Jennifer Hansen '94: Changing Lives with Dreams on Horseback
On a 58-acre farm in Blacklick, Ohio, a group of kids are gathered around a horse named Cactus Jack (CJ). They gently pet CJ’s nose, feed him small pieces of carrot, and, with rapt attention, learn how to groom him. It’s a typical scene at Dreams on Horseback, the non-profit organization founded by Jennifer Hansen ’94.
Dreams on Horseback reaches out to disadvantaged youth to provide unique experiences not found in the kids’ neighborhoods. Jennifer explains, “Most kids have never even seen a horse, let alone been able to touch or ride a horse.”
Dreams on Horseback began informally in 1995, serving about 100 children the first year. The inspiration was born when Jennifer volunteered to bring her own horse to a church barn party. She relates, “I was surprised to see the children stand in line, forgoing the other party activities, just to pet the horse. I realized that kids are fascinated by horses, and I wondered how I could reach children who could never dream of having such an opportunity.”
At the time, Jennifer was still practicing law. She began taking her horse to other church functions, and in 2002, she incorporated Dreams on Horseback as a 501(c)(3) organization.
In addition to being fun for kids, interacting with horses teaches life skills and provides a way to reach children who are having problems at home or in school. Jennifer says, “It’s amazing to me how working around horses can literally change lives; it builds confidence and self-esteem. Horses are huge, majestic animals, and kids are taught that they must command respect from the horse in order to be safe. Learning to connect with a horse is a metaphorical learning tool and it helps kids understand how to give and get respect in their own lives.”
Jennifer explains, “Horses are very sensitive animals, and they form quick bonds with people. Horses can reflect emotions like fear and anxiety, so they are able to connect with kids who are traumatized and provide unconditional love for them.”
The horses at Dreams on Horseback also help autistic children. The children interact with the horses on the ground in specially-designed exercises. Jennifer explains, “It is a stunning, life-changing program. During the ground exercises, the kids learn skills such as focus, problem-solving, and communication. The horse reflects how the children are approaching the exercise and how they are interacting with each other. We can then help the kids realize how their actions impact the responses of their friends and family.” Jennifer continues, “Dreams on Horseback staff complete a national certification process through the Equine Assisted Growth and Learning Association (EAGALA). Other staff members specialize in working with children on the autistic spectrum, and we all work together to carry out this program.”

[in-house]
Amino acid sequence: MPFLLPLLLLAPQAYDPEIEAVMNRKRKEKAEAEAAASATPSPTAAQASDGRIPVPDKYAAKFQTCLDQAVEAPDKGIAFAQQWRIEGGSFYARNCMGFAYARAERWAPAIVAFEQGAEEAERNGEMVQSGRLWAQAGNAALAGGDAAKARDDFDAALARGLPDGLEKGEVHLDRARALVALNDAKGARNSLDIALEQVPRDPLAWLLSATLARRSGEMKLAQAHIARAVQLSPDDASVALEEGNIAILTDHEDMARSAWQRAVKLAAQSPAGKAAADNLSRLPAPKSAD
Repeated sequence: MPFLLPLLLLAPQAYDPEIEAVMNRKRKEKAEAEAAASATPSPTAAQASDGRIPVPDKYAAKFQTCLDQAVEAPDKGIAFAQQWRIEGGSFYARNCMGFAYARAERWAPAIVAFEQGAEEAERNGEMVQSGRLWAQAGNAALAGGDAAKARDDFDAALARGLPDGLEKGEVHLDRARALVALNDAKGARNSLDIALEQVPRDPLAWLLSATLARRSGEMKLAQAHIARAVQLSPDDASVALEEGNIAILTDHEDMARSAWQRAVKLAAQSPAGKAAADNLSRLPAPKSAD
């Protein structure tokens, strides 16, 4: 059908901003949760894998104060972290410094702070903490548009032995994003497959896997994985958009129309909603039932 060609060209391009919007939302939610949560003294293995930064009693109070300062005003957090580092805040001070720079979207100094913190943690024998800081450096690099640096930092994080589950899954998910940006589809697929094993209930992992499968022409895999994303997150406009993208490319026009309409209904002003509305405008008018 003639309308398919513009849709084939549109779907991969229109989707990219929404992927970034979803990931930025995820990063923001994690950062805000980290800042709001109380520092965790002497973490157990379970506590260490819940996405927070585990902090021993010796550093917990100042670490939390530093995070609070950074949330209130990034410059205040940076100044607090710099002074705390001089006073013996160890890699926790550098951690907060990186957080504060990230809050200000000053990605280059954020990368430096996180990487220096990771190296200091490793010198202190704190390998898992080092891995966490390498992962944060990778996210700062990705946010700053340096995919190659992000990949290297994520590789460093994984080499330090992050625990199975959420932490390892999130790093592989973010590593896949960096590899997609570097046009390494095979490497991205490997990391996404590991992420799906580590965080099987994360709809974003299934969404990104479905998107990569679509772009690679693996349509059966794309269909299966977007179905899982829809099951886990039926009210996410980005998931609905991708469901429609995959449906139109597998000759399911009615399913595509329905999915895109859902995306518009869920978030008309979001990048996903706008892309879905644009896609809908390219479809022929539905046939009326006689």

Teenagers, too, can be shaped by connecting with a horse. Dream Catchers, a program in partnership with Gahanna schools, focuses on high school students who are at risk of dropping out of school. Students spend twenty hours each week at the farm, as part of their school curriculum. They are taught how to take care of and work with the horses which provides opportunities for the students to acquire a sense of responsibility, social skills, self-esteem, and team-building. Jennifer relates the story of one teenage boy. “We have a high-schooler who, according to his teachers, would hide under his desk during school, asking for his mom. Now he’s at the farm every day, cleaning stalls, grooming the horses, joking with the other students, and teaching visiting groups of children how to safely work with horses. In just six months he has been transformed into a different person, and his mother refused a job transfer so that he could remain in the Dream Catchers program.”
Dreams on Horseback has grown from working with 100 children in its first year to working with more than 2,800 children each year. The growth occurred largely through word-of-mouth. The organization works with many Central Ohio agencies, and counts among its partners United Way agencies of Central Ohio, The Ohio State University James Cancer Hospital, Directions for Youth and Families, the Capital Kids, and Columbus Parks and Recreation Department.
Field of Dreams, the for-profit half of the farm, is open to the public. Field of Dreams offers riding lessons, summer camps, hay rides, corporate outings, and birthday parties in order to support the non-profit mission.
Jennifer says that her husband and family are very supportive of Dreams on Horseback. She remembers, “They were definitely surprised when I left the practice of law and devoted my time to starting this organization. But when they came out to the farm, observed the programs, met the staff, and saw the difference it was making to kids, they really understood. They’re incredibly supportive.” Jennifer’s two-year old daughter already loves being out at the farm around the horses.
Although Dreams on Horseback takes up a great deal of her time, Jennifer also works part-time for the Ohio Judicial Conference with the Jury Instruction Committee. She says her law school education enabled her to set up the non-profit structure of Dreams on Horseback and helps her wade through the cryptic and extensive laws on equine liability.
Jennifer says, “The staff at the farm is spectacular. We have eighteen staff members, including mental health professionals, veterinarian technicians, equine specialists and others who first experienced our programs as a participant and then wanted to join in our efforts. The staff is from very different walks of life, but we all share a love of kids and horses.”
Jennifer has always loved kids and loved horses, but she never thought she would one day combine those interests to form a career. Dreams on Horseback is a dream come true for her.